“They could find none occasion nor fault; forasmuch as he was faithful, neither was there any error or fault found in him.” Daniel 6:4 KJV
“They could find no ground of accusation or evidence of corruption, inasmuch as he was faithful, and no negligence or corruption was to be found in him. Daniel 6:4 NASB
Daniel must now be an aged man in his 80s. He had withstood the test of life-style in chapter 1 as a teenager. But perhaps the severest test was now as an aged man; he will face the test of the lions.
A long and distinguished public life had been lived under two administrations, the Babylonish and Persian. As it is now, so it was then. Corruption usually was linked with places of power and influence. Yet, despite the closest scrutiny of his foes, Daniel was faultless.
The Lord Jesus was placed under the scrutiny of family, foes, and the fiends of hell. His brothers, saved after His crucifixion, could only speak of “Our Lord Jesus Christ, the Lord of glory” (James 2:1), and “The Lord cometh … to execute judgment upon all … their ungodly deeds” (Jude 14, 15). His foes had to own that “I have found no fault in this Man” (Luke 23:14). The centurion was forced to own that “this was a righteous man” (Luke 23:47). Soldiers had to own that, “Never man spake like this man” (John 7:47). The Lord Jesus could challenge the hosts of hell when He said, “The prince of this world cometh and hath nothing in Me” (John 14:30). He was not only faultless before men, but His Father owned as well, that there was only that which brought Him infinite delight in His Son.
Finding no public fault in Daniel, the evil men who surrounded and envied him, resorted to malice and machinations to attempt to bring him down. The plot concerning praying to anyone other than to the king, appealing to his pride, is well known. As a result, Daniel, the faithful saint, is cast into a den of lions. Paul, in the synagogue at Antioch employed almost identical language concerning the Lord when he said, “Though they found no cause of death in Him, yet desired they Pilate that He should be slain” (Acts 13:28).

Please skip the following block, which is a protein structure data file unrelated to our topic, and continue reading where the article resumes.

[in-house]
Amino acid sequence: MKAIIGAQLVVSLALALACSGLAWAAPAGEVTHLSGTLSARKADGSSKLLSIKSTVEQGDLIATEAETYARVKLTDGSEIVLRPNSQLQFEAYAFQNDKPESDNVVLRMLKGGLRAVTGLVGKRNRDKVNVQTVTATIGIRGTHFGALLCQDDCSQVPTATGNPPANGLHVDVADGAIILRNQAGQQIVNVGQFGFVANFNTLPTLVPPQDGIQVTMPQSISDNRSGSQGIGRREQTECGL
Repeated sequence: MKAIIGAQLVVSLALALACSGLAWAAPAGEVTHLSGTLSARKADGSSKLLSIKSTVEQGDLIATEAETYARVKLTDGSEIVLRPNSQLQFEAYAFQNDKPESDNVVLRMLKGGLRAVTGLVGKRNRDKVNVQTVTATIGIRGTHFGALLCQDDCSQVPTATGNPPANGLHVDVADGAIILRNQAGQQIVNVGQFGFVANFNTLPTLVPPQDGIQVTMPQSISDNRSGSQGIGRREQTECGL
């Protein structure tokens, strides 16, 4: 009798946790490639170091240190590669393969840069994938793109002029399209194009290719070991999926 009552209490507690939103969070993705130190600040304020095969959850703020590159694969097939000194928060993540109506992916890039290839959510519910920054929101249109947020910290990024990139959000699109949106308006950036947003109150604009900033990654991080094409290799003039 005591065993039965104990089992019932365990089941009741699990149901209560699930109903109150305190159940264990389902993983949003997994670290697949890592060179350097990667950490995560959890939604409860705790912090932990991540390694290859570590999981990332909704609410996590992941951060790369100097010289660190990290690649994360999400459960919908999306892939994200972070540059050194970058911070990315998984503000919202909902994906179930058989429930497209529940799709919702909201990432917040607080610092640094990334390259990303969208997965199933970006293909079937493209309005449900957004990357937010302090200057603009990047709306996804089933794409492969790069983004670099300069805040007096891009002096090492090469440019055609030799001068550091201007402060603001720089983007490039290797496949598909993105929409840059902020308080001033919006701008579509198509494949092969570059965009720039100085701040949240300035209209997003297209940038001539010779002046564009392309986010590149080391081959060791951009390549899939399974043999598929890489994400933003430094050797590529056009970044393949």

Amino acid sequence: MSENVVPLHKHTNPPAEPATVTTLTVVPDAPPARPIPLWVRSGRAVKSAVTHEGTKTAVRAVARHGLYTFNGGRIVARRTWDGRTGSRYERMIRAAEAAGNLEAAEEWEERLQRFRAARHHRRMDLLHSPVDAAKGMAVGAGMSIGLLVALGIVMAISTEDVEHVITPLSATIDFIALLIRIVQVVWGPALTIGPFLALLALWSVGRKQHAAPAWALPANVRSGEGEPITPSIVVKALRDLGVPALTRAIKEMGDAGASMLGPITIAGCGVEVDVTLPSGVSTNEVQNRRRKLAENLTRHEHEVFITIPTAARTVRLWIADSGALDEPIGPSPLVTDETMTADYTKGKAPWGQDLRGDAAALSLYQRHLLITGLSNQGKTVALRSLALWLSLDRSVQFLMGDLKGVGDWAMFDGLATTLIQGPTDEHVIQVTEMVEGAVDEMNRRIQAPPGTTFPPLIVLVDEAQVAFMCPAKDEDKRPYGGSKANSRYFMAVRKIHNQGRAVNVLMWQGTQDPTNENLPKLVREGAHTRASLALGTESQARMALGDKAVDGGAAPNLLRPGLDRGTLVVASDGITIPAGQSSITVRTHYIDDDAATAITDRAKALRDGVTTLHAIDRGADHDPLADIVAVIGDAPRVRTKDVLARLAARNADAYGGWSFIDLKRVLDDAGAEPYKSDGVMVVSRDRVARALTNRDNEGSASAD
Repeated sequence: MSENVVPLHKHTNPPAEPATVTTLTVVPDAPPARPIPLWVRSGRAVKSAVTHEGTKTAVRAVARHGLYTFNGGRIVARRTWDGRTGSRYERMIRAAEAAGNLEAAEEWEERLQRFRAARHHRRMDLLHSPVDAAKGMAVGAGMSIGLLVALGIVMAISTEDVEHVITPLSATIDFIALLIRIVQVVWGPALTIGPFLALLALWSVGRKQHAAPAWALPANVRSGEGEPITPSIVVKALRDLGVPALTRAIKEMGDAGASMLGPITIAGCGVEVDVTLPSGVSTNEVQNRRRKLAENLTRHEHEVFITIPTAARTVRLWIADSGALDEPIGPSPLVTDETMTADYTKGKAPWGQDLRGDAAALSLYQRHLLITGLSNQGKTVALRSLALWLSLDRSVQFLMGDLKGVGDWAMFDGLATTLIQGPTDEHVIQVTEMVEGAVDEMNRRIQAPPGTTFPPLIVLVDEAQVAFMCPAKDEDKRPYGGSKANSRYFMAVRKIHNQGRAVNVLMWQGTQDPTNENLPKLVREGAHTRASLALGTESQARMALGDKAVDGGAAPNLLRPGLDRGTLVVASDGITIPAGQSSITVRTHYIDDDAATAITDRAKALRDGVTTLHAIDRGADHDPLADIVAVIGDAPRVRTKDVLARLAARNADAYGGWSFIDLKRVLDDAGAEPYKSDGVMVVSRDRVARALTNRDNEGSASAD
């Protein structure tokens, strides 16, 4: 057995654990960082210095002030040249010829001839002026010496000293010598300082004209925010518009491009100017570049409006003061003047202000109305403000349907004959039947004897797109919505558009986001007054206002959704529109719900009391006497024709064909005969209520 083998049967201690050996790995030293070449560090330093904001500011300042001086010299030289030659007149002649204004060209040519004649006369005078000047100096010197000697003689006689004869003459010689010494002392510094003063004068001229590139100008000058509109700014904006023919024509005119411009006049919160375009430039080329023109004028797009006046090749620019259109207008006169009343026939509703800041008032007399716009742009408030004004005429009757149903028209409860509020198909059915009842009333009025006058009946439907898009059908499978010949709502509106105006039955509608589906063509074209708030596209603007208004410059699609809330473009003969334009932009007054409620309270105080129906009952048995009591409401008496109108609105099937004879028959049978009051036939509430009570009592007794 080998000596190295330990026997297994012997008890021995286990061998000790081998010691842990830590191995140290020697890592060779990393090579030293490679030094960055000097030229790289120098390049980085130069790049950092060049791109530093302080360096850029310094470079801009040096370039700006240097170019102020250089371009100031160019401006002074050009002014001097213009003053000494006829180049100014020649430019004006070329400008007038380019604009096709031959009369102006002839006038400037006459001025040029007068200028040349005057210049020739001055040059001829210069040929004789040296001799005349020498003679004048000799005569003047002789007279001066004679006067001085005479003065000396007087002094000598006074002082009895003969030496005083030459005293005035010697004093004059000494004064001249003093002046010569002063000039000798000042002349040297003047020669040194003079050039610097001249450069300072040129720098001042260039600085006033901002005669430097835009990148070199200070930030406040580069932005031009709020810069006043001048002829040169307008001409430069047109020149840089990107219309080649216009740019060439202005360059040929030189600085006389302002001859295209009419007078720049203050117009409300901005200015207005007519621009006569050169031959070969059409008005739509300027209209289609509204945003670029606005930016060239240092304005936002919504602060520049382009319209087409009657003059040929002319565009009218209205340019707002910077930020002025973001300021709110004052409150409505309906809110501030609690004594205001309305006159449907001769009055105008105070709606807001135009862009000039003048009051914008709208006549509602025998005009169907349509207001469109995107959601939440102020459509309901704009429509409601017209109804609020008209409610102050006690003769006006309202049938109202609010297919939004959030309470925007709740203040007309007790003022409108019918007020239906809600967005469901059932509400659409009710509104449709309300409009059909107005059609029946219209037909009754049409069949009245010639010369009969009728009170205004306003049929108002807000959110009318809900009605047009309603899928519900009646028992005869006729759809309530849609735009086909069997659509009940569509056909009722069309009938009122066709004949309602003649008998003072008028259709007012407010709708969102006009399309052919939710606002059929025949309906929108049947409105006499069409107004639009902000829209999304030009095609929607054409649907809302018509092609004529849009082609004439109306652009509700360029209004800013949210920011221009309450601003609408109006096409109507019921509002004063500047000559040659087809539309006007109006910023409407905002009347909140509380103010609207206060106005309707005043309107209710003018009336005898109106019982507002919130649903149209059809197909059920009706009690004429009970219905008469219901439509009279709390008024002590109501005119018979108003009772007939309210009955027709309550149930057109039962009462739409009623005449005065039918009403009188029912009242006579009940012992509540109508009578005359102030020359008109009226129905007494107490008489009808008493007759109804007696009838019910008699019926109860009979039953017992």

Once again, however, along with the comparison, there is a great contrast. For God sent an angel to close the lions’ mouths. But no aid was sent to the Savior. Angels must have been poised on heaven’s battlements, ready to rush to the scene. But heaven gave no command and no request came from earth.
After a sleepless night, the king rushed to the den and with a pitiful cry, inquired if Daniel’s God was able to preserve him. The den had been covered with a stone and when it was removed, a triumphant and vindicated Daniel stepped forth.
The garden tomb was covered by a great stone and it was sealed. But an angel rolled it back to reveal that it was empty and that a resurrected Savior had been triumphant over death. It was not rolled away to allow His exit – as in the case of Daniel. He had risen and left it behind; the stone was rolled away as a testimony to His victory.
The faultless Daniel was honored and prospered, and the name of His God proclaimed throughout the empire. Christ is the faithful and faultless Servant of Jehovah of Whom Isaiah said that He would “prosper … be exalted, extolled, and made very high” (Isa 52:12, Newberry)
Find other ways in which Daniel displayed Christ-like features throughout the book which bears his name.
Does the inclusion of his name (while still alive and a relatively young man) with Noah and Job in Ezekiel 14:14, indicate anything about his personal righteousness and testimony?